If you are a liar, like A-Rod, not only should you perform blackboard duties, but you would have to donate a minimum of 10% of your financial assets to public schools and housing.

Of course, if you don't apologize at all, you should be sent right to an Alabama highway chain gang for up to 10 years in addition to all of the above penalties.

President Obama doesn't have to create the Apology Police. The public has taken that mantle already. They just have to be given the power to enforce the rules.

Monday, February 2, 2009

If you send out a pitch letter, will somebody be there to receive it?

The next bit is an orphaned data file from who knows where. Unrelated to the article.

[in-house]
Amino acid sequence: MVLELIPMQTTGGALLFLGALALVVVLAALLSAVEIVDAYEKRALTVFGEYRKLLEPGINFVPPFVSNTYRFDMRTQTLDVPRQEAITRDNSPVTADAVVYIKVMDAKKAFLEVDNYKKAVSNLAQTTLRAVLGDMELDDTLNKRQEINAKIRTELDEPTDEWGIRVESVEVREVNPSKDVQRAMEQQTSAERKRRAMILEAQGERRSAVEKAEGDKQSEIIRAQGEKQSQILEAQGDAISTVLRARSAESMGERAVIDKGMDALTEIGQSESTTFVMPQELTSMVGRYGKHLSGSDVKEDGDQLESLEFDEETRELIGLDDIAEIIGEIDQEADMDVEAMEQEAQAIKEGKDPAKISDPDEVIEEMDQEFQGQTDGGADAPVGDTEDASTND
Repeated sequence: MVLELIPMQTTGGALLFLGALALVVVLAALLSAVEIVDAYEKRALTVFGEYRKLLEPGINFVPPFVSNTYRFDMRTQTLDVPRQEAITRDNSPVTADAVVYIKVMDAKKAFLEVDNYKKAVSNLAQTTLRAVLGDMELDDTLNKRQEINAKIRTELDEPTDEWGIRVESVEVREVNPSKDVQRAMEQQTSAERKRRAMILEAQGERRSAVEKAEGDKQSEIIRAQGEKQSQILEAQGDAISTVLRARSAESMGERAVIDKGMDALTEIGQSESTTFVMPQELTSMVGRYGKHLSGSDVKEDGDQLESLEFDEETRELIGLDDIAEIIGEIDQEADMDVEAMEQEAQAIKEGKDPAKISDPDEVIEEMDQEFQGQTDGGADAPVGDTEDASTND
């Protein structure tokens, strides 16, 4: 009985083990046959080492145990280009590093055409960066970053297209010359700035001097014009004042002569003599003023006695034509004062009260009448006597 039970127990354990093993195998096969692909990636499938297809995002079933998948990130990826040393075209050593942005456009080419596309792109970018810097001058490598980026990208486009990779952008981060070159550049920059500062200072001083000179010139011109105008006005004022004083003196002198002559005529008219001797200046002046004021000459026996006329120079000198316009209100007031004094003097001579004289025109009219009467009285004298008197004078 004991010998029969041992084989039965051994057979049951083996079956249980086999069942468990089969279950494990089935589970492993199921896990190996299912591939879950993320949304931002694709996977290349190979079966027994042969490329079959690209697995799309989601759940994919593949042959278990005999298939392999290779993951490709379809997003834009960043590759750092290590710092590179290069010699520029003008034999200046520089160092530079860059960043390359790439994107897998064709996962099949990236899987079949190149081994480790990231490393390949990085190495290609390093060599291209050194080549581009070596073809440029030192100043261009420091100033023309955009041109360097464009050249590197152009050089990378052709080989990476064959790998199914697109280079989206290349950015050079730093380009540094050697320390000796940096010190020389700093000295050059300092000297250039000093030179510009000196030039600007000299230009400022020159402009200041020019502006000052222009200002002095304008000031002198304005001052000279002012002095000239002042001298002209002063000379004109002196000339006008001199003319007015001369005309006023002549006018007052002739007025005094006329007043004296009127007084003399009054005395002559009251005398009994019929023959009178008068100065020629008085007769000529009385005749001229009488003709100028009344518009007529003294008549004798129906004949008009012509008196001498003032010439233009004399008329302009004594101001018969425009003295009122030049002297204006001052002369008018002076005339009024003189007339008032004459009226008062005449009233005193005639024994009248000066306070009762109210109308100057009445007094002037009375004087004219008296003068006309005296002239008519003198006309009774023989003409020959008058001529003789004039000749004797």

The drumbeat of downbeat economic news should put a chill into every public relations professional each time a new round of media and retail layoffs or closings is announced. The bullet we had been dodging has arrived.

When I read about layoffs and closings across newspapers, magazines, television stations and web sites, it's depressing and frankly numbing at this point. It's sad to see colleagues and friends lose their jobs and it sometimes makes the relationships to them even closer.

Putting it objectively, when they lose their jobs, it directly affects our jobs.

For a while, it seemed the white knight of the media world would be the web, that there would be lots of resources online to make up for the "ink on paper" losses. The blog explosion multiplied the number of opportunities to break stories and spread buzz.